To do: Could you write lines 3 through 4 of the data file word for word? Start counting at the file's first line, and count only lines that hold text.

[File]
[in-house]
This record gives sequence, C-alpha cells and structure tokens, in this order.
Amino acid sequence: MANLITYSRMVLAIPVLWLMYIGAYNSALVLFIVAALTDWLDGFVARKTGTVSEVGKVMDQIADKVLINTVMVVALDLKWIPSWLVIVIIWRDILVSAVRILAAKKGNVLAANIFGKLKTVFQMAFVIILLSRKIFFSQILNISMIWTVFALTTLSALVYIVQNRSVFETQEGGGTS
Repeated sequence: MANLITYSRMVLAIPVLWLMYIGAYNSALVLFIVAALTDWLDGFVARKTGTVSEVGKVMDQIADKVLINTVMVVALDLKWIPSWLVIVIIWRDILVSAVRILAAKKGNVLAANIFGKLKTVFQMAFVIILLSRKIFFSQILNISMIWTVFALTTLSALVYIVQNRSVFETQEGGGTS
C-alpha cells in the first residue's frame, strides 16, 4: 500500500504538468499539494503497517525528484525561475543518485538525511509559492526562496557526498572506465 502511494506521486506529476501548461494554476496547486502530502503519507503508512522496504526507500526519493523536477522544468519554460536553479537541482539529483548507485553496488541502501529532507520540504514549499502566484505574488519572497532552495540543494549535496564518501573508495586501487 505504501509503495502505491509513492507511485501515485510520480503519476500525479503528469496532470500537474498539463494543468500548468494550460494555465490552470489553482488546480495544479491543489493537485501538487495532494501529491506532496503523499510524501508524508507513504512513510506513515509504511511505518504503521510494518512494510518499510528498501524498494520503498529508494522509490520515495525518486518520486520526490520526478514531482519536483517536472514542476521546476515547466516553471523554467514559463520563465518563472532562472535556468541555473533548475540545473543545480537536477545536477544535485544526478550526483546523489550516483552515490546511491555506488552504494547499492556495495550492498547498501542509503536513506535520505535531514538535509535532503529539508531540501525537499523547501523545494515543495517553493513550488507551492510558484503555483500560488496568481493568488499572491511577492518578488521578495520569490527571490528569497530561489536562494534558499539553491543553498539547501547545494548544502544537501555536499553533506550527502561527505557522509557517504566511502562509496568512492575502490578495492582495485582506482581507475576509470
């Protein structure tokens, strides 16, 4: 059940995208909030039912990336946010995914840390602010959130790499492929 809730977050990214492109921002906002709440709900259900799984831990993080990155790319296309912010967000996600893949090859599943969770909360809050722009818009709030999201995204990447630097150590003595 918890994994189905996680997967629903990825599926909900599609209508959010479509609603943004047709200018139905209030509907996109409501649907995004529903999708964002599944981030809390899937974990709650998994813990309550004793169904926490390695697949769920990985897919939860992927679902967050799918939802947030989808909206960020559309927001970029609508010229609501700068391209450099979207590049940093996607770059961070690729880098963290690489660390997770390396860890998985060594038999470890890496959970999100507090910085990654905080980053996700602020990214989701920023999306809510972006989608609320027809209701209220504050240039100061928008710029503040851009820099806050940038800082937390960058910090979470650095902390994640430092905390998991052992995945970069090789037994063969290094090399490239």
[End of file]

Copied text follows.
Amino acid sequence: MANLITYSRMVLAIPVLWLMYIGAYNSALVLFIVAALTDWLDGFVARKTGTVSEVGKVMDQIADKVLINTVMVVALDLKWIPSWLVIVIIWRDILVSAVRILAAKKGNVLAANIFGKLKTVFQMAFVIILLSRKIFFSQILNISMIWTVFALTTLSALVYIVQNRSVFETQEGGGTS
Repeated sequence: MANLITYSRMVLAIPVLWLMYIGAYNSALVLFIVAALTDWLDGFVARKTGTVSEVGKVMDQIADKVLINTVMVVALDLKWIPSWLVIVIIWRDILVSAVRILAAKKGNVLAANIFGKLKTVFQMAFVIILLSRKIFFSQILNISMIWTVFALTTLSALVYIVQNRSVFETQEGGGTS